islamabad - The people of Great Britain voted out the pro-EU sentiments in a referendum by 52 percent to 48 percent on June 23, 2016. The voting was done to decide on Britain’s exit from EU, therefore it is in general known as Brexit .

The European Union is a political economic union of 28, now 27, countries. It is a single market system which was developed through standardised rules of free goods, labour and capital mobility through Schengen visa.

The EU member countries have GDP worth of €16.63 trillion and their intra-EU trade is €2.8 trillion. Due to joint trade agreements, trade share among EU countries is higher. The UK is one of those countries whose exports to EU member states did not change much in the last one decade but imports have increased by €40 billion.

Economists, financial experts and bookies were predicting different impacts of Brexit on Britain, EU and other countries which are economically and financially integrated with Britain and EU. During the first day of Brexit polls, all main stock markets witnessed decline.

Second panic attack hit UK’s currency which depreciated by 9 percent in one day. In short to medium run, depreciation may lead to improvement in trade balance until prices of exports do not increase. Apart from depreciation since UK’s market inside the EU was quite integrated with EU member countries; thus, there is a fear that UK may face repercussions of moving out of the EU. Though it is fair to assume that companies which are currently trading their products with Britain will not stop their trading abruptly unless there are some bureaucratic hurdles are attached to Brexit .

Considering the level of integration these days, though not to the extent of EU, every country will be hit by Brexit , Pakistan may not be exception to it. However, due to lack of open policies as well as constraints to investment in Pakistan , the effect on Pakistan may not be very substantial. Nonetheless, few target areas need to be studied. On the other hand, other open economies are expecting more business with Britain after Brexit .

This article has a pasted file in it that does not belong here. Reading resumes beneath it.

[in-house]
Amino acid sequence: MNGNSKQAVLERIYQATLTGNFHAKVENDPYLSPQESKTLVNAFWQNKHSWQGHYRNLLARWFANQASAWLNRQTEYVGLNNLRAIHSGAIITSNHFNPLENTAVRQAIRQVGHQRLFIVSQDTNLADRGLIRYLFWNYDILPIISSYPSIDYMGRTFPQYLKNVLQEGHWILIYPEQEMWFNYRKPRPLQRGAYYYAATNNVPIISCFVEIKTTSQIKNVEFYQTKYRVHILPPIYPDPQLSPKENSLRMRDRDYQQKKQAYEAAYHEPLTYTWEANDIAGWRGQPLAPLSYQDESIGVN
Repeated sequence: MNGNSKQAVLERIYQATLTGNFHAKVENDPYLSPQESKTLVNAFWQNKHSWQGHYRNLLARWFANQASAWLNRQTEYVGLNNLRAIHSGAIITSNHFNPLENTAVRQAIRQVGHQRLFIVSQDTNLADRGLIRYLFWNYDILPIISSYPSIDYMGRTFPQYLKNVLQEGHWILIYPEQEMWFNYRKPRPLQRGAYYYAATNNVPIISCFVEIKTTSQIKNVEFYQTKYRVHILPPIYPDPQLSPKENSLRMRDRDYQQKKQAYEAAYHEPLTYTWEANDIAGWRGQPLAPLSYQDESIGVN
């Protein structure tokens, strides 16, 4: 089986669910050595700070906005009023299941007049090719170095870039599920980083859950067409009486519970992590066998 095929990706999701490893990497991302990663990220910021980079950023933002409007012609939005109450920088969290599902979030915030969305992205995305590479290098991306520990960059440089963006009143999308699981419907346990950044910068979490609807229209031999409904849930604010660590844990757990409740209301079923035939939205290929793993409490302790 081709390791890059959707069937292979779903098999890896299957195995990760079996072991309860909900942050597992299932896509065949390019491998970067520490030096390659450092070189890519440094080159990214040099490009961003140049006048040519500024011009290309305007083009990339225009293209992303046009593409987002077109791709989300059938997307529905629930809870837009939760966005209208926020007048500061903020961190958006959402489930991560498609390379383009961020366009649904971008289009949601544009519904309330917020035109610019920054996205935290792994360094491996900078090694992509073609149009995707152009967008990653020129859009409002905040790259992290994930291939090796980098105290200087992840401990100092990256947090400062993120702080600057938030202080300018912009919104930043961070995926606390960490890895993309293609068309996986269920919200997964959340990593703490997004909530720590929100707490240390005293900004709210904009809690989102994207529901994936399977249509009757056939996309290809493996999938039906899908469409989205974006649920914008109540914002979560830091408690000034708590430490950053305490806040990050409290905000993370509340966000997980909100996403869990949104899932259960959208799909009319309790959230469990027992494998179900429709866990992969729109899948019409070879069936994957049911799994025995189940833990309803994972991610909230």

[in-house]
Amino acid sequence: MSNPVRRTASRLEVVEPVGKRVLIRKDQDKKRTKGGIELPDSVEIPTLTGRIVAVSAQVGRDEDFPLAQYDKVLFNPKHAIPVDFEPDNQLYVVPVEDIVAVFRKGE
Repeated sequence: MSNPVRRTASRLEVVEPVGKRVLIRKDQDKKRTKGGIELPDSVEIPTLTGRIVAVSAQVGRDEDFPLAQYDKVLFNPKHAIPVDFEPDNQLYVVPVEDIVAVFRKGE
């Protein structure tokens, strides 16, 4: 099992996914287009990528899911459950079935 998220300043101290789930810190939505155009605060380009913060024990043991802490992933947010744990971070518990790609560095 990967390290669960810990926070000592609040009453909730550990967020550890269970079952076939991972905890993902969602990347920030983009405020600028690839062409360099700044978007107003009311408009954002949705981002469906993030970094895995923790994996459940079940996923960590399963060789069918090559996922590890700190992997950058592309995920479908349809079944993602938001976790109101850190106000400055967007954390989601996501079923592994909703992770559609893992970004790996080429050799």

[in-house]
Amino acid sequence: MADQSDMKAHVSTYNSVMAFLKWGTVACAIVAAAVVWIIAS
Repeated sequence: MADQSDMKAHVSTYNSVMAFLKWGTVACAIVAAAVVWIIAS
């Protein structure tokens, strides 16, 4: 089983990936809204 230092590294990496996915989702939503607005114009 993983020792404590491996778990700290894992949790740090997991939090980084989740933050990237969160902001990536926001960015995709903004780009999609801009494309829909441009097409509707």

Pakistan receives 13 percent of remittances from the UK. Brexit may affect in two ways: due to depreciation in British currency people may need to send more in pound sterling, therefore there are good chances that remittances may increase while contrarily, recipient households may need to cut down their expenditures which will negatively affect our GDP growth and secondly, in case of job loss, even in the short run, the flow of remittances will be reduced to Pakistan . Therefore we may face slightly higher current account deficit than otherwise.

In addition to that, Pakistani exports to EU are 29 percent out of which 7 percent goes to Britain. Due to massive depreciation of British currency, which may take 6 months to go back to its old value, and possible decline in overall income of the British people (British GDP) Pakistani exports are less likely to increase unless Pakistan exchange rate is also depreciated which is currently overvalued. If in case, Euro depreciates as well then Pakistan may face decline in their exports to EU, which would be more alarming. Nonetheless, Pakistan will keep on enjoying GSP plus status to EU.

Having said that, there are good chances that due to depreciation Germany, France and other EU member countries may not be able to exports their products to Britain. Thus Pakistan has good chances to exploit this opportunity and increase its exports to Britain. Nonetheless, it depends on the products UK imports from EU as well as the negotiations between the two governments on the tariffs.

Although the amount is not very significant, yet share of FDI from UK is around 6 percent in total FDI we receive every year. Decline in the economic activity may reduce FDI from UK to Pakistan . Britain is also involved in giving aid and grants to Pakistan , which could be lessened due to overall Britain’s fragile economic situation at least for a year. However, 18 billion pounds Britain is saving from Brexit , a chunk of it could be spent on aid and grants.

Moreover, students who go for higher studies to UK may not get temporary jobs due to lower economic activity as well as UK/EU scholarship may be reduced for the students due to economic turmoil. A few other questions which need answers are; how will it affect Pakistani businessmen living in UK who were involved in trading with EU? What will happen to the Pakistan immigrants to Britain who were on Schengen Visa? Are we expecting more exits from EU? Will there be any split in Great Britain?

The aforementioned are some of the issues which Pakistani government needs to address by either negotiating with British high commission and/or British government to avoid possible hitches.

-The writer is a research economist at PIDE, Islamabad.

M ALI KEMAL